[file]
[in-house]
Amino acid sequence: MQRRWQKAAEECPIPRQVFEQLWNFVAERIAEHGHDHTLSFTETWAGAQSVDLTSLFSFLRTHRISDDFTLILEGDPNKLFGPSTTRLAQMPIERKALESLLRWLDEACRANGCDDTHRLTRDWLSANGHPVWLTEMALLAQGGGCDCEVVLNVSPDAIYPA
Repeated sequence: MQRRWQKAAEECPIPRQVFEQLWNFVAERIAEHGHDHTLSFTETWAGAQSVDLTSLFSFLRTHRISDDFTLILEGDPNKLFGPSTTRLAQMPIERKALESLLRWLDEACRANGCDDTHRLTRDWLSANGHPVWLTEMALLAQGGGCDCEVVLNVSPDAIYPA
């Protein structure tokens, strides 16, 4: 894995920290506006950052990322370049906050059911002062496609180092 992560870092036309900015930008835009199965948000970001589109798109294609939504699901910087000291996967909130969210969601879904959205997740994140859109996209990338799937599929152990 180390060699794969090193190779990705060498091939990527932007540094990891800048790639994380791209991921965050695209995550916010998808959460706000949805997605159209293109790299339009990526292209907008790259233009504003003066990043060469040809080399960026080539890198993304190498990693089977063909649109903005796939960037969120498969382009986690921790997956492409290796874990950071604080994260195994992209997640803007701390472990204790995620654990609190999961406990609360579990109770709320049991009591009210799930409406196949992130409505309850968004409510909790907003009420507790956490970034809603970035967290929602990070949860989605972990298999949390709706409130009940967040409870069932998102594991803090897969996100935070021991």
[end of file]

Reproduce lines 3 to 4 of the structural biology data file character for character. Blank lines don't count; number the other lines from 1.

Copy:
Repeated sequence: MQRRWQKAAEECPIPRQVFEQLWNFVAERIAEHGHDHTLSFTETWAGAQSVDLTSLFSFLRTHRISDDFTLILEGDPNKLFGPSTTRLAQMPIERKALESLLRWLDEACRANGCDDTHRLTRDWLSANGHPVWLTEMALLAQGGGCDCEVVLNVSPDAIYPA
């Protein structure tokens, strides 16, 4: 894995920290506006950052990322370049906050059911002062496609180092 992560870092036309900015930008835009199965948000970001589109798109294609939504699901910087000291996967909130969210969601879904959205997740994140859109996209990338799937599929152990 180390060699794969090193190779990705060498091939990527932007540094990891800048790639994380791209991921965050695209995550916010998808959460706000949805997605159209293109790299339009990526292209907008790259233009504003003066990043060469040809080399960026080539890198993304190498990693089977063909649109903005796939960037969120498969382009986690921790997956492409290796874990950071604080994260195994992209997640803007701390472990204790995620654990609190999961406990609360579990109770709320049991009591009210799930409406196949992130409505309850968004409510909790907003009420507790956490970034809603970035967290929602990070949860989605972990298999949390709706409130009940967040409870069932998102594991803090897969996100935070021991």